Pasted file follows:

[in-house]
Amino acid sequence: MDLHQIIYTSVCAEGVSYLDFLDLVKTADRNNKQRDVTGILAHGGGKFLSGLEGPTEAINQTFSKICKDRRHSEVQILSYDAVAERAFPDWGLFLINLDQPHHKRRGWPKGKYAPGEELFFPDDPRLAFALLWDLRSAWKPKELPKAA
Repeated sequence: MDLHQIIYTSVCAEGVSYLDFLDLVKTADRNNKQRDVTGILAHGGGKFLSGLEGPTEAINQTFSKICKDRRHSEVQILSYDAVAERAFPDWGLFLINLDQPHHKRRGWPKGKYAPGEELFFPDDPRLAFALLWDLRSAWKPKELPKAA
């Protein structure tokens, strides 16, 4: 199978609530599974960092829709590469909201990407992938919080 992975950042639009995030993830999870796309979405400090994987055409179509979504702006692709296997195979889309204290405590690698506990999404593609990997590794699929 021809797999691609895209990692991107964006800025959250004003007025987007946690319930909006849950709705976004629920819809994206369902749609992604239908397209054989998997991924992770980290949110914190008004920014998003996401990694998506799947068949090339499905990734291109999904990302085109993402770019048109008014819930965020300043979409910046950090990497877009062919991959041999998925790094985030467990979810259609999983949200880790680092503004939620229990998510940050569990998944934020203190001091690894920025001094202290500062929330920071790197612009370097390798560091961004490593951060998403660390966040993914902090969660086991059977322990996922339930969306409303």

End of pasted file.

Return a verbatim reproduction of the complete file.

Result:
[in-house]
Amino acid sequence: MDLHQIIYTSVCAEGVSYLDFLDLVKTADRNNKQRDVTGILAHGGGKFLSGLEGPTEAINQTFSKICKDRRHSEVQILSYDAVAERAFPDWGLFLINLDQPHHKRRGWPKGKYAPGEELFFPDDPRLAFALLWDLRSAWKPKELPKAA
Repeated sequence: MDLHQIIYTSVCAEGVSYLDFLDLVKTADRNNKQRDVTGILAHGGGKFLSGLEGPTEAINQTFSKICKDRRHSEVQILSYDAVAERAFPDWGLFLINLDQPHHKRRGWPKGKYAPGEELFFPDDPRLAFALLWDLRSAWKPKELPKAA
């Protein structure tokens, strides 16, 4: 199978609530599974960092829709590469909201990407992938919080 992975950042639009995030993830999870796309979405400090994987055409179509979504702006692709296997195979889309204290405590690698506990999404593609990997590794699929 021809797999691609895209990692991107964006800025959250004003007025987007946690319930909006849950709705976004629920819809994206369902749609992604239908397209054989998997991924992770980290949110914190008004920014998003996401990694998506799947068949090339499905990734291109999904990302085109993402770019048109008014819930965020300043979409910046950090990497877009062919991959041999998925790094985030467990979810259609999983949200880790680092503004939620229990998510940050569990998944934020203190001091690894920025001094202290500062929330920071790197612009370097390798560091961004490593951060998403660390966040993914902090969660086991059977322990996922339930969306409303």